Pillsbury Winthrop Shaw Pittman is starting a new global security practice under the leadership of Brian Finch, a Washington lobbyist and attorney who represents network security firms and other companies in cybersecurity matters.

The New York-based law firm, which has about 160 attorneys and staff in Washington, is the latest firm to zero in on opportunities for legal and lobbying work related to cybersecurity threats.

The number of companies, associations and other groups lobbying on data and cybersecurity issues has nearly tripled since 2008, according to a recent analysis by data analytics firm Capitol Metrics. And the number of lobby firms advocating on behalf of clients on data and cybersecurity issues also tripled during the same period.

Finch, who joined Pillsbury from Dickstein Shapiro in late May, is the newest addition to the firm’s 60-lawyer public practices division, which includes attorneys who specialize in global security, aviation, government contracting, international trade, public policy, health care and political law. Finch is co-head of the global security unit with Nancy Fischer.

Finch’s clients include McAfee, security software maker FireEye and Alexandria-based cybersecurity firm Mandiant, which was acquired by FireEye . He also represents utilities groups including the American Gas Association, which represents natural gas companies; Edison Electric Institute, which represents investor-owned electric utilities; and the American Public Power Association, which represents community-owned electric utilities.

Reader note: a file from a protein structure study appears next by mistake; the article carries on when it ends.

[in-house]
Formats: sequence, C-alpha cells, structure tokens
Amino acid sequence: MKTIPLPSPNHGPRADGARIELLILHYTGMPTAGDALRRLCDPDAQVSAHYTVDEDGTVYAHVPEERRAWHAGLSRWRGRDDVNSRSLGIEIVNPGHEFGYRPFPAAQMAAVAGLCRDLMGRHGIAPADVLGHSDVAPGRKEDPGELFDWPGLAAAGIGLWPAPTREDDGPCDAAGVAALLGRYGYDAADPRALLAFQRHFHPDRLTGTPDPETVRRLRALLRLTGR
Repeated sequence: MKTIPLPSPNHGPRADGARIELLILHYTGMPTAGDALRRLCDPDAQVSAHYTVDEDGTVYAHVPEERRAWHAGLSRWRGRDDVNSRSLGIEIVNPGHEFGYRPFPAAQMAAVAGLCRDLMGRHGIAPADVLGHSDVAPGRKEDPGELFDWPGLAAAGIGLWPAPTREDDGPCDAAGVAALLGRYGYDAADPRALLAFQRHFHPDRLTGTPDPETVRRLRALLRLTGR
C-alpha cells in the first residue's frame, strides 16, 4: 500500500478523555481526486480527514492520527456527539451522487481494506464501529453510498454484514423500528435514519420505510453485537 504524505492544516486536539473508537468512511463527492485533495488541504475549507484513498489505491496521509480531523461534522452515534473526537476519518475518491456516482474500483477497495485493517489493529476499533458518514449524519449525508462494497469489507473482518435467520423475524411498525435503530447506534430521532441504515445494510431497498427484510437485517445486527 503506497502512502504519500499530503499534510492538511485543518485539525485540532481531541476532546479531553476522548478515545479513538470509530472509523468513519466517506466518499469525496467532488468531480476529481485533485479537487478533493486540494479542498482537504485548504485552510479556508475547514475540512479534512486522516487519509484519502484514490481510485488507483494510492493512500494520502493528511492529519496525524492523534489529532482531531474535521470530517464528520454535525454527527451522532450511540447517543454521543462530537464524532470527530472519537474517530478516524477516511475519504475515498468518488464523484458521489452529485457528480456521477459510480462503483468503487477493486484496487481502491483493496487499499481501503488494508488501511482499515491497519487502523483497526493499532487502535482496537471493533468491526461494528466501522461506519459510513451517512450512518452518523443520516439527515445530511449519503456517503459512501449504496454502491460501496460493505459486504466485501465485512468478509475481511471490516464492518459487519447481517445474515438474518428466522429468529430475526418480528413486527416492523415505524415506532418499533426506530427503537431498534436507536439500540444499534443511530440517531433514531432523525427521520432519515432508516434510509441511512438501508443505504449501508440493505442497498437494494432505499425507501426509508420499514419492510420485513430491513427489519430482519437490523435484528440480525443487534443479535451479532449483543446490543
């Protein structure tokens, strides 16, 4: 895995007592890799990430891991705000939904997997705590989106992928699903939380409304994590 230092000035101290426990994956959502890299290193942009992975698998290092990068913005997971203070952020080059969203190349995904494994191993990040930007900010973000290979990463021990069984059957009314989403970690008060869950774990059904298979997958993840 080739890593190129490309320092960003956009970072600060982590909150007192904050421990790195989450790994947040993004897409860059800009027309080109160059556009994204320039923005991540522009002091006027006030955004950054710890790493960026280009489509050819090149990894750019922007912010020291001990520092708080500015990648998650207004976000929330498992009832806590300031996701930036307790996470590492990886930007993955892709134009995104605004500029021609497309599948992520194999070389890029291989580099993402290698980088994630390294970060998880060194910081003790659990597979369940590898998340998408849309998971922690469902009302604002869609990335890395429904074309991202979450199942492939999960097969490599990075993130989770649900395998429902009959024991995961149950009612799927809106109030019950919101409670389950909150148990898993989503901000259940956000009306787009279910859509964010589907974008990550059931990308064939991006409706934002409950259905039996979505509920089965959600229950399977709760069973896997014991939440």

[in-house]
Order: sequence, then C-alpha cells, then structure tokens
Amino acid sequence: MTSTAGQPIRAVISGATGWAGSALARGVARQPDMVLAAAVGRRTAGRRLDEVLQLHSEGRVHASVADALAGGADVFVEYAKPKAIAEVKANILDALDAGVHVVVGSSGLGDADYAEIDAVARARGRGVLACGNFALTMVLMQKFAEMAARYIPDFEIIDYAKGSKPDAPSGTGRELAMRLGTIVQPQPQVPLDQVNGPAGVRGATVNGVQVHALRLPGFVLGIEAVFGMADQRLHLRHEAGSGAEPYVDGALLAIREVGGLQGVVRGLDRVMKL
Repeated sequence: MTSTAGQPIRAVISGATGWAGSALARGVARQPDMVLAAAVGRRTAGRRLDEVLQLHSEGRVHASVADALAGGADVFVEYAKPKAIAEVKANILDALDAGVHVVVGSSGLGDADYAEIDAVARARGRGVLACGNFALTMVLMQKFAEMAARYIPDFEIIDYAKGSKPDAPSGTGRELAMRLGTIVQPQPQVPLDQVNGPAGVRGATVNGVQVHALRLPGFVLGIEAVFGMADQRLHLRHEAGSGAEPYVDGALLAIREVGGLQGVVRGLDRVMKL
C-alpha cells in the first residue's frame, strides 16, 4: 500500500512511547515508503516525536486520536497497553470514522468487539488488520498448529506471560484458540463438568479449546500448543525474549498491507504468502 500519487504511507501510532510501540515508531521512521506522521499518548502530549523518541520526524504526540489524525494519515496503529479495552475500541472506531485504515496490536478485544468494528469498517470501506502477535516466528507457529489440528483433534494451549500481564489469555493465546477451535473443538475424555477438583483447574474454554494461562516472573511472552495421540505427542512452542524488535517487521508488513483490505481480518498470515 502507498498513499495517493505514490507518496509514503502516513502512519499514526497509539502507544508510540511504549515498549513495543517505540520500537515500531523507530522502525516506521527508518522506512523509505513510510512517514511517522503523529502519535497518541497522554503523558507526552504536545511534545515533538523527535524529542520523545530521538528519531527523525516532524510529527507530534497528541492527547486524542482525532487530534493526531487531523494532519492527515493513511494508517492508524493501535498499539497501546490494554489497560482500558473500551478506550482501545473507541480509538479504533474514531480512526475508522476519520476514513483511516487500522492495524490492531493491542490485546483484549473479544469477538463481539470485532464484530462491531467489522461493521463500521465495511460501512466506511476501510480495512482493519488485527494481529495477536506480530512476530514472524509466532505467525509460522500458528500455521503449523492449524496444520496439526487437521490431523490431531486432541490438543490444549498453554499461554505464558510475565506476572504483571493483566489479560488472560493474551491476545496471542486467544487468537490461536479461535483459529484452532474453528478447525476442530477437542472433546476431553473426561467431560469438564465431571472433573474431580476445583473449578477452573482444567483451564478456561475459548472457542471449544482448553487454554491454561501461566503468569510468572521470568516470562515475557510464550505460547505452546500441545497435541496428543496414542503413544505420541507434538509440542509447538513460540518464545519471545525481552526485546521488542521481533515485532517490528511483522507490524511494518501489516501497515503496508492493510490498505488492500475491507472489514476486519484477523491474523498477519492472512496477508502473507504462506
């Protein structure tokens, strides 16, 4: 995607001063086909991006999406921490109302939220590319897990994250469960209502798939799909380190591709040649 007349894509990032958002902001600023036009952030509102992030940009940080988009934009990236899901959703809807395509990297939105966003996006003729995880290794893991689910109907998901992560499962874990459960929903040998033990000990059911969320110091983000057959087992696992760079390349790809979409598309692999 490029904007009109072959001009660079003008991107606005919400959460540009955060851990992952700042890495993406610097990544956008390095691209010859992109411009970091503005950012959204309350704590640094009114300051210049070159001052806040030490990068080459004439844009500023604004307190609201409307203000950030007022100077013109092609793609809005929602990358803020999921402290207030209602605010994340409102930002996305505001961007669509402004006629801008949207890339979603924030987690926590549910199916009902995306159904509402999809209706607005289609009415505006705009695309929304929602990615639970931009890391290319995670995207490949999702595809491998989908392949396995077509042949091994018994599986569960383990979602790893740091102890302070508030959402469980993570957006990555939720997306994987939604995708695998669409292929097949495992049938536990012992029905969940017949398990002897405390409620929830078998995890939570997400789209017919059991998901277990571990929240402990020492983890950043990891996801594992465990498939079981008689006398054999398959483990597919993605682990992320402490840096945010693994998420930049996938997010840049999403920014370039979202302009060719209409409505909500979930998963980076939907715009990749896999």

Finch said Pillsbury’s commitment to investing in cybersecurity drew him to the firm, and that his practice meshes well with Pillsbury’s clients in the energy and financial services industries.

“Everyone has a cyber problem,” he said. “Companies have no idea what they need to do, and what will be sufficient for when a [cyber] event happens.”

Finch said his practice goes beyond handling privacy breaches aimed at identity theft and financial crimes, and focuses more on protecting critical infrastructure systems and confidential government contracting information.

“My [practice] is a bit more hardcore security, focused on organized gangs and how companies can protect themselves” from sophisticated cyber criminals often based in Eastern Europe and Asia, he said.

“They have access to some pretty sophisticated cyber weapons and programs,” Finch said. “They’re not your average bear. They’re professional criminals with skills that are able to defeat standard cybersecurity systems, are innovative and well funded. That poses a unique challenge to a lot of companies.”